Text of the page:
Before ever having released an album sporting his name as the top-billed player, Ricky Skaggs had already performed alongside Ralph Stanley, Flatt and Scruggs, J.D. Crowe and Emmylou Harris. Spanning bluegrass’ history, Skaggs also had the fortune to live through the early rock era’s pinnacle. Drawing from fifties and sixties styled players wouldn’t really impact his performances until a bit later in his career, but perhaps it prodded Skaggs to take up electric guitar after having already mastered mandolin and fiddle. Armed with the ability to perform any instrument he’d need to include on an album, Skaggs set out as a band leader, jettisoning his ensemble Boone Creek, and issued 1979’s “Sweet Temptation.” The album drew from uptempo string-focused compositions while still displaying some of Skaggs’ soft-core country songs, as on a version of Dolly Parton’s “Put It Off Until Tomorrow.” Closing the album out with a quick-step bluegrass number hinted at what would come next on Skaggs’ collaboration with guitarist Tony Rice the following year. Opening that effort with the Carter Family’s “Bury Me Beneath The Weeping Willow” found the pair mining country and bluegrass history, drawing from Bill Monroe as much as the American songbook. With sporadic forays into more rock-centric fare, occasionally dispensing tunes religious in nature, last year’s “Mosaic” upped the Jesus-ante with songs focused on shepherds and overflowing cups. Granted, “Talk About Suffering” from the aforementioned duet-album with Rice discusses religious concerns. And while the Spirit seems to be present on a huge number of country and bluegrass albums, the relatively oppressive nature of track after track of worship tunes could scare off fans more interested in musicianship than message. Regardless, getting the chance to witness one of bluegrass’ most enduring talents should mitigate any argument against faith. (Dave Cantor)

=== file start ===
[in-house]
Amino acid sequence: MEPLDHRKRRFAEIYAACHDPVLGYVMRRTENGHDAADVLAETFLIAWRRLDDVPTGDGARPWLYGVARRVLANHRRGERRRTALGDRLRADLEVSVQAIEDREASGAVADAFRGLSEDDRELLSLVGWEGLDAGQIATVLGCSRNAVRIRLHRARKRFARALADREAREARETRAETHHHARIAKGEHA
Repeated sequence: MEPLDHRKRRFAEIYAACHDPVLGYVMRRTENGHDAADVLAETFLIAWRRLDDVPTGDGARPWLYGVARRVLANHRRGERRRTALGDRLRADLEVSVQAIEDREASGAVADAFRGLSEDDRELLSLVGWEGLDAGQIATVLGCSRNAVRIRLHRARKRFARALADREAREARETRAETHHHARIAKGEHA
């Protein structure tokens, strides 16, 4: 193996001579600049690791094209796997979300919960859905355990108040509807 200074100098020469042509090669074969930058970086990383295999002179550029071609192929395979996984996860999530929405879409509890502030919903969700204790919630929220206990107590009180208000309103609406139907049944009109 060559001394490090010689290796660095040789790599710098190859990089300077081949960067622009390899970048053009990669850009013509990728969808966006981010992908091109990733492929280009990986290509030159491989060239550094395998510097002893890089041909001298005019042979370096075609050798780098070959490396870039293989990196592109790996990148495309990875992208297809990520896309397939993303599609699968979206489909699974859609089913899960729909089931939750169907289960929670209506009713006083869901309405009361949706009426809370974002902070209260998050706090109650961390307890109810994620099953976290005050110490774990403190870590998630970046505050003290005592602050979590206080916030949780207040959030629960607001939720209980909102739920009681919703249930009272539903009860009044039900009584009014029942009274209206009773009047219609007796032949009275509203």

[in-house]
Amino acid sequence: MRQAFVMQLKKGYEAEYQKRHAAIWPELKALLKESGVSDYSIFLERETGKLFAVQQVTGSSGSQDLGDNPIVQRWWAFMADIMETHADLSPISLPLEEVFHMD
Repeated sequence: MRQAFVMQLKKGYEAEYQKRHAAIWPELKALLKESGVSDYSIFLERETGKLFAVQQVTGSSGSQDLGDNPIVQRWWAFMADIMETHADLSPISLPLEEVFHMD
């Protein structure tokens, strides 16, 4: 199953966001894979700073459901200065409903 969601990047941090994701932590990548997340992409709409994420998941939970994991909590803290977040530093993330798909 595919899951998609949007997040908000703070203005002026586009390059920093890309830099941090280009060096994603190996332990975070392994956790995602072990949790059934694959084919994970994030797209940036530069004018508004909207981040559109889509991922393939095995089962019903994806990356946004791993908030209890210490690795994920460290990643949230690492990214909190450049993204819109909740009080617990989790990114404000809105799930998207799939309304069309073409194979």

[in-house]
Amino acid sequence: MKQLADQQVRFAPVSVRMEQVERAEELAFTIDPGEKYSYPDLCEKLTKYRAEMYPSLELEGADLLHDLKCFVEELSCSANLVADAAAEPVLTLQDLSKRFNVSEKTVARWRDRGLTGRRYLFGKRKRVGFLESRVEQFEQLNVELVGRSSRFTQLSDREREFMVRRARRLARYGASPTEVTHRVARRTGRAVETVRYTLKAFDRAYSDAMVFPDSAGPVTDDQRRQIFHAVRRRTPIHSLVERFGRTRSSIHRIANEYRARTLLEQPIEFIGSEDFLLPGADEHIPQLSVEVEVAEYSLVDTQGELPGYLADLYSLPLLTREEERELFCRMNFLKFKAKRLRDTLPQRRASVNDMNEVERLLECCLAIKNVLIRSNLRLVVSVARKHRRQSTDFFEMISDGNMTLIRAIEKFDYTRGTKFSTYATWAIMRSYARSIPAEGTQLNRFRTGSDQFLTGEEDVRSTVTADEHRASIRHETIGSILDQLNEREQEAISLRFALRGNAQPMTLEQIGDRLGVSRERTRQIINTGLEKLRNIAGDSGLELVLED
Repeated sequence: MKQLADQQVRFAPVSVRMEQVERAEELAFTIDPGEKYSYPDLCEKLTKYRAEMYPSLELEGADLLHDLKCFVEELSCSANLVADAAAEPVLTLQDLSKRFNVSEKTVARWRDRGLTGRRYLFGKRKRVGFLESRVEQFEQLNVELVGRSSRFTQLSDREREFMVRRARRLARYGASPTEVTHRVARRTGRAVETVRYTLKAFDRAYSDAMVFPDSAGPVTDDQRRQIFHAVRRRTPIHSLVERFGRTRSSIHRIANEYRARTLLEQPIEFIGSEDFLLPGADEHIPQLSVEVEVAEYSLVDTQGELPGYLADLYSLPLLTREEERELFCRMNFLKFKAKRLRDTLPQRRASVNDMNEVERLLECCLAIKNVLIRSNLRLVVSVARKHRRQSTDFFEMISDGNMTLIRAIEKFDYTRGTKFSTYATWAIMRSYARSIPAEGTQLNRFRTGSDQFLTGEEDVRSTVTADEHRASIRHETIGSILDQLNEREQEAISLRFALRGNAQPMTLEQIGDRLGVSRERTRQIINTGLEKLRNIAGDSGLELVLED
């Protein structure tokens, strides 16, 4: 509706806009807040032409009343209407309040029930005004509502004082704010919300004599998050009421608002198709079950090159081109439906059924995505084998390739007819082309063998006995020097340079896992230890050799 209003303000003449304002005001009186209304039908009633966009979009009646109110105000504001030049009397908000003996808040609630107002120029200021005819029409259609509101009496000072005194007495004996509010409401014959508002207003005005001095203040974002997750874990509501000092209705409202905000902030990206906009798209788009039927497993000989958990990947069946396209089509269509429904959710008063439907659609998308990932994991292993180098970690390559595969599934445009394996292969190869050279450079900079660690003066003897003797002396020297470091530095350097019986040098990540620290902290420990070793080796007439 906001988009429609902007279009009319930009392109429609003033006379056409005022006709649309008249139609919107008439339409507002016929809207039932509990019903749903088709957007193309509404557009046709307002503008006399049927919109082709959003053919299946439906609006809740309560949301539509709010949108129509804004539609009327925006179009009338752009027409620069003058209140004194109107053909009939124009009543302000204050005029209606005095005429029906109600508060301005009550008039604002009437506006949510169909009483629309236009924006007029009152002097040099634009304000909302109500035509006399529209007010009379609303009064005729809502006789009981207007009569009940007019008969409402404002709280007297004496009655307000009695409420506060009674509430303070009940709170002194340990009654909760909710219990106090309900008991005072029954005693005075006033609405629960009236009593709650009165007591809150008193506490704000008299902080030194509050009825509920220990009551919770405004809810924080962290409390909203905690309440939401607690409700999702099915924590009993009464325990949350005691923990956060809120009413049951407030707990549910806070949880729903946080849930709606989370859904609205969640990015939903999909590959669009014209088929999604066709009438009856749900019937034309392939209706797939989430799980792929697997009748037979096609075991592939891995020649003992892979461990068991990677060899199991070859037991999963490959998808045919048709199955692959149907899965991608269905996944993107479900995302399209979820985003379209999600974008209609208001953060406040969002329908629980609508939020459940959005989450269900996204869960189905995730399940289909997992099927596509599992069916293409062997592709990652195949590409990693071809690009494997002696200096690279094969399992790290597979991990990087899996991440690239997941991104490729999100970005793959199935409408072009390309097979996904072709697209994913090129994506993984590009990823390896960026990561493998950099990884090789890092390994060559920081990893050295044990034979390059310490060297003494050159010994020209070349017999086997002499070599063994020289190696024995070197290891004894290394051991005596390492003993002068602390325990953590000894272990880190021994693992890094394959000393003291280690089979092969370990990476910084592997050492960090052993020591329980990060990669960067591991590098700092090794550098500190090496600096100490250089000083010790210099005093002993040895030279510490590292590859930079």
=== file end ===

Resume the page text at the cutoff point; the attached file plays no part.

July 31 at the Old Town School of Folk Music, 4544 North Lincoln, (773)728-6000. 5pm & 8pm. $38.